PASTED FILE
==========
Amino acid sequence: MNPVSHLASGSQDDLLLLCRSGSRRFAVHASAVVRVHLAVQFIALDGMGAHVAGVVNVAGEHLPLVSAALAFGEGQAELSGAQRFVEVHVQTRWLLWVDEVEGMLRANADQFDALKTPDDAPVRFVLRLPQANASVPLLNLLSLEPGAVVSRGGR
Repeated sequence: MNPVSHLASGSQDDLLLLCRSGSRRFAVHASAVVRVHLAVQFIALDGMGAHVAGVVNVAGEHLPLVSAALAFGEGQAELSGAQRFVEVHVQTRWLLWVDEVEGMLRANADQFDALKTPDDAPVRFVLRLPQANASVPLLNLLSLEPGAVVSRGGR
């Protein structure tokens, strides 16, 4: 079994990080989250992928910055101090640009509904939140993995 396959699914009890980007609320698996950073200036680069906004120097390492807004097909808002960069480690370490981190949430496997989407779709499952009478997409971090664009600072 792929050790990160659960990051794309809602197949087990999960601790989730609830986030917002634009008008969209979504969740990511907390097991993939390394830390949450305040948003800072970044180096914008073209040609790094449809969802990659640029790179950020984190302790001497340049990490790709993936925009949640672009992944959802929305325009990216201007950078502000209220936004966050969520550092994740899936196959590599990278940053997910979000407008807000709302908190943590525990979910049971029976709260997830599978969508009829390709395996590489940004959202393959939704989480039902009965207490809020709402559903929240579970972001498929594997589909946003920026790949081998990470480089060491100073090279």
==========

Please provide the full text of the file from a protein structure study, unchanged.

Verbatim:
Amino acid sequence: MNPVSHLASGSQDDLLLLCRSGSRRFAVHASAVVRVHLAVQFIALDGMGAHVAGVVNVAGEHLPLVSAALAFGEGQAELSGAQRFVEVHVQTRWLLWVDEVEGMLRANADQFDALKTPDDAPVRFVLRLPQANASVPLLNLLSLEPGAVVSRGGR
Repeated sequence: MNPVSHLASGSQDDLLLLCRSGSRRFAVHASAVVRVHLAVQFIALDGMGAHVAGVVNVAGEHLPLVSAALAFGEGQAELSGAQRFVEVHVQTRWLLWVDEVEGMLRANADQFDALKTPDDAPVRFVLRLPQANASVPLLNLLSLEPGAVVSRGGR
């Protein structure tokens, strides 16, 4: 079994990080989250992928910055101090640009509904939140993995 396959699914009890980007609320698996950073200036680069906004120097390492807004097909808002960069480690370490981190949430496997989407779709499952009478997409971090664009600072 792929050790990160659960990051794309809602197949087990999960601790989730609830986030917002634009008008969209979504969740990511907390097991993939390394830390949450305040948003800072970044180096914008073209040609790094449809969802990659640029790179950020984190302790001497340049990490790709993936925009949640672009992944959802929305325009990216201007950078502000209220936004966050969520550092994740899936196959590599990278940053997910979000407008807000709302908190943590525990979910049971029976709260997830599978969508009829390709395996590489940004959202393959939704989480039902009965207490809020709402559903929240579970972001498929594997589909946003920026790949081998990470480089060491100073090279």